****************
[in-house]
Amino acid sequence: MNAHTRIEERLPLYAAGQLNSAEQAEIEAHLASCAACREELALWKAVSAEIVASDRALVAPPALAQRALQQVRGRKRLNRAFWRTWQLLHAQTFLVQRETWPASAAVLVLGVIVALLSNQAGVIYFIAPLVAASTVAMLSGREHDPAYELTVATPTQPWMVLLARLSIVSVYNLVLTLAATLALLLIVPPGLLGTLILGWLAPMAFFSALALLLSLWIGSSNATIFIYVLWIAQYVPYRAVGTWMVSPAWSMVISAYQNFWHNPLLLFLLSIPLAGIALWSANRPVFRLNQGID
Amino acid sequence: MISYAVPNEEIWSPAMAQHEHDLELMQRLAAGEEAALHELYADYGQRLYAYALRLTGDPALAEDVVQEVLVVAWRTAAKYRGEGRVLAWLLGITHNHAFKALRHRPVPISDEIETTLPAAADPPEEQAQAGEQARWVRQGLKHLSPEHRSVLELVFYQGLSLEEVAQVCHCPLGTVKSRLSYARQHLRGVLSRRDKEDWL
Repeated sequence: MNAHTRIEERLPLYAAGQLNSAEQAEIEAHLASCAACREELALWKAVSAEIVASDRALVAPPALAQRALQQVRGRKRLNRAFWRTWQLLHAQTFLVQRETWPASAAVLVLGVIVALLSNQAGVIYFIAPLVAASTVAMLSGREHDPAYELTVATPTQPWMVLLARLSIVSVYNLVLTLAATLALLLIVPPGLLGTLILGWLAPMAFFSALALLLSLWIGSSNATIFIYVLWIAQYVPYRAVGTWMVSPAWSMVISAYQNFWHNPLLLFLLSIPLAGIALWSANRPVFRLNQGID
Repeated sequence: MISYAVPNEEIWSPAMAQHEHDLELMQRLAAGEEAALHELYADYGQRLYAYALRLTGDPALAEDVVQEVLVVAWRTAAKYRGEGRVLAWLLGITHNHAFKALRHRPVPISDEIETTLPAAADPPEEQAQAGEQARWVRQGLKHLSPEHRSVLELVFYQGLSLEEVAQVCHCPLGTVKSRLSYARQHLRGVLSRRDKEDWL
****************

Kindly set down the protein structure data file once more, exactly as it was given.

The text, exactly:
[in-house]
Amino acid sequence: MNAHTRIEERLPLYAAGQLNSAEQAEIEAHLASCAACREELALWKAVSAEIVASDRALVAPPALAQRALQQVRGRKRLNRAFWRTWQLLHAQTFLVQRETWPASAAVLVLGVIVALLSNQAGVIYFIAPLVAASTVAMLSGREHDPAYELTVATPTQPWMVLLARLSIVSVYNLVLTLAATLALLLIVPPGLLGTLILGWLAPMAFFSALALLLSLWIGSSNATIFIYVLWIAQYVPYRAVGTWMVSPAWSMVISAYQNFWHNPLLLFLLSIPLAGIALWSANRPVFRLNQGID
Amino acid sequence: MISYAVPNEEIWSPAMAQHEHDLELMQRLAAGEEAALHELYADYGQRLYAYALRLTGDPALAEDVVQEVLVVAWRTAAKYRGEGRVLAWLLGITHNHAFKALRHRPVPISDEIETTLPAAADPPEEQAQAGEQARWVRQGLKHLSPEHRSVLELVFYQGLSLEEVAQVCHCPLGTVKSRLSYARQHLRGVLSRRDKEDWL
Repeated sequence: MNAHTRIEERLPLYAAGQLNSAEQAEIEAHLASCAACREELALWKAVSAEIVASDRALVAPPALAQRALQQVRGRKRLNRAFWRTWQLLHAQTFLVQRETWPASAAVLVLGVIVALLSNQAGVIYFIAPLVAASTVAMLSGREHDPAYELTVATPTQPWMVLLARLSIVSVYNLVLTLAATLALLLIVPPGLLGTLILGWLAPMAFFSALALLLSLWIGSSNATIFIYVLWIAQYVPYRAVGTWMVSPAWSMVISAYQNFWHNPLLLFLLSIPLAGIALWSANRPVFRLNQGID
Repeated sequence: MISYAVPNEEIWSPAMAQHEHDLELMQRLAAGEEAALHELYADYGQRLYAYALRLTGDPALAEDVVQEVLVVAWRTAAKYRGEGRVLAWLLGITHNHAFKALRHRPVPISDEIETTLPAAADPPEEQAQAGEQARWVRQGLKHLSPEHRSVLELVFYQGLSLEEVAQVCHCPLGTVKSRLSYARQHLRGVLSRRDKEDWL